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November 17, 2021

Holiday spending up this year, though not where it used to be: report

Every year, especially those since the recession started, the banks and market analysts go through the same song and dance trying to gauge holiday spending.

It may be a futile exercise – what consumer, really, can predict precisely what they’ll spend for the holidays almost a month-and-a-half early? – but it is important to many. In 2010, most retailers need big holiday seasons to put them in the black. Being able to prepare, or brace for, upcoming shopping receipts is more vital than we’d think.

So, how will we spend this year? That depends on who you ask, though the consensus seems to be: we’ll dish out more than last year, but still not what we used to.

Economix-17gallupholidayspend-custom1 According to the latest, furthest-reaching poll from Gallup (see image), U.S. consumers plan to spend about $714 on average this holiday season. While that’s a big jump from last year’s number ($638) and a further increase from 2008 ($616), just take a look at that graph. In both 2006 and 2007, before the economy tanked, spending per person easily eclipsed $800 each year.

The proposed 2010 increase suggested in the Gallup poll, then, might at least be of some relief to retailers. Of course, again, who’s to say such a rebound will actually happen?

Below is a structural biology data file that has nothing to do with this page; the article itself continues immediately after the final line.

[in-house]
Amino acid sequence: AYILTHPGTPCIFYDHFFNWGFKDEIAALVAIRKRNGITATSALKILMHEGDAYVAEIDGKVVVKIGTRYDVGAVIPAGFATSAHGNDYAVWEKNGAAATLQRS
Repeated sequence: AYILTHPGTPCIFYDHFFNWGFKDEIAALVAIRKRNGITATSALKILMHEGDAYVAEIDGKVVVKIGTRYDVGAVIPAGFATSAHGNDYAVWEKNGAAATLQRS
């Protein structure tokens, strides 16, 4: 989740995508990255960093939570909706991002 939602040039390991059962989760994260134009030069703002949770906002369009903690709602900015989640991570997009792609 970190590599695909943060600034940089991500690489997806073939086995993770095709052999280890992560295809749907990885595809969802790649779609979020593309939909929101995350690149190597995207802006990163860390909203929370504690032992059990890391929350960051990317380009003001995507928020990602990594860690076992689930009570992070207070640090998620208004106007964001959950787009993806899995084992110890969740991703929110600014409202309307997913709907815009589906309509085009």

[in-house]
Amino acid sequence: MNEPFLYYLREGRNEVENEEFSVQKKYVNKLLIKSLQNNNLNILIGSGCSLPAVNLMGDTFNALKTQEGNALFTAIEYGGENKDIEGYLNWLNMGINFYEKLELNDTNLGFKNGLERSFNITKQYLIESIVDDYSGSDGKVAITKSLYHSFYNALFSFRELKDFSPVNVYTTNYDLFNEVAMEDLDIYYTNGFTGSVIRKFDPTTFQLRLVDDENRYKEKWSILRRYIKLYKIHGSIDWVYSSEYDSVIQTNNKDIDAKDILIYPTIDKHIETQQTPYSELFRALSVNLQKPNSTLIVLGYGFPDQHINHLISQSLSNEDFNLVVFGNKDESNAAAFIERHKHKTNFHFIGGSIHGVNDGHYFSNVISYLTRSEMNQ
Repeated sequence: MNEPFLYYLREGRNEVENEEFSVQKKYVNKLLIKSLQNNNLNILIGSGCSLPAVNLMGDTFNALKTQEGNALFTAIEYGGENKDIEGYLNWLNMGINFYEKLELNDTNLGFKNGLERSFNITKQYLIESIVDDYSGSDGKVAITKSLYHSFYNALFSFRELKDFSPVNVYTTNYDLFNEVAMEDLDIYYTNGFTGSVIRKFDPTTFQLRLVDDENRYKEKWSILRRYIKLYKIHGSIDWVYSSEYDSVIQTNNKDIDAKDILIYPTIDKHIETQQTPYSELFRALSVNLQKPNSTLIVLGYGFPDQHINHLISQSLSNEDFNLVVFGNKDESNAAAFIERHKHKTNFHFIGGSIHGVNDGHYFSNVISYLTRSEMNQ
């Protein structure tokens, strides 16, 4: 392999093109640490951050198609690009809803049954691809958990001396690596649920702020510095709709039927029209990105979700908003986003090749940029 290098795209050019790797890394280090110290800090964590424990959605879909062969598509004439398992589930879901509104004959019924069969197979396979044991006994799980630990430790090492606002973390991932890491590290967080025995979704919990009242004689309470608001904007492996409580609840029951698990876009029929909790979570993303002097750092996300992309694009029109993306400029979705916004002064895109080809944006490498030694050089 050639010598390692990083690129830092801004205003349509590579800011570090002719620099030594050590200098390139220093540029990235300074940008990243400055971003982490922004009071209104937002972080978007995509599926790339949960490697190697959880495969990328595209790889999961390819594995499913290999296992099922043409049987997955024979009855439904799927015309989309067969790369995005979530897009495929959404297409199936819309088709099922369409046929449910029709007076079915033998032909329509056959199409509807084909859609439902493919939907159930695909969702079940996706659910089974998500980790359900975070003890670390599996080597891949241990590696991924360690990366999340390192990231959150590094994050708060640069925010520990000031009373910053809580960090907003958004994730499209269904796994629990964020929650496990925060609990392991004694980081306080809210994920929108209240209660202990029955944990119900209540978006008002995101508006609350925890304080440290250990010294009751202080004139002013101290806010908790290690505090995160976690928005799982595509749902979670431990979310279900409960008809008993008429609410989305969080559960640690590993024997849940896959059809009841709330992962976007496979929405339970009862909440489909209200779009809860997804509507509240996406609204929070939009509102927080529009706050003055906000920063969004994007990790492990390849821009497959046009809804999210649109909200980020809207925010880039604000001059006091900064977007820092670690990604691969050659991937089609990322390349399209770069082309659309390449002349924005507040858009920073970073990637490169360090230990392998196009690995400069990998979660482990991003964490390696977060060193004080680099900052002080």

In Canada, the results of holiday spending surveys are all over the map.

An Ernst & Young report says Canuck retail sales will jump between 2-3 per cent this year, yet they may be alone in their positive proclamations.

Both Deloitte and RBC suggest holiday spending this year could actually decrease  from 2009. Deloitte’s results say 44 per cent of Canadians will spend less this year than last; RBC’s study notes 31 per cent will do the same. By RBC’s figures, a further 18 per cent say they can’t afford to buy gifts at all.

Come December, which side will you be on? Will you spend more, less or the same on gifts this holiday season?

By Jason Buckland, MSN Money

(*Image courtesy: Gallup)



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Gordon PowersGordon Powers

A long-time fund company executive, Gordon Powers now heads up the Affinity Group, a financial services consulting firm. Gordon was a personal finance columnist for the Globe & Mail for many years, has taught retirement planning...

Jason BucklandJason Buckland

The modern-day MC Hammer of money, Jason can often be seen spending cash that isn’t his with the efficiency of a Wilt Chamberlain first date. After cutting his teeth as a reporter for the Toronto Sun, he joined the MSN Money team with...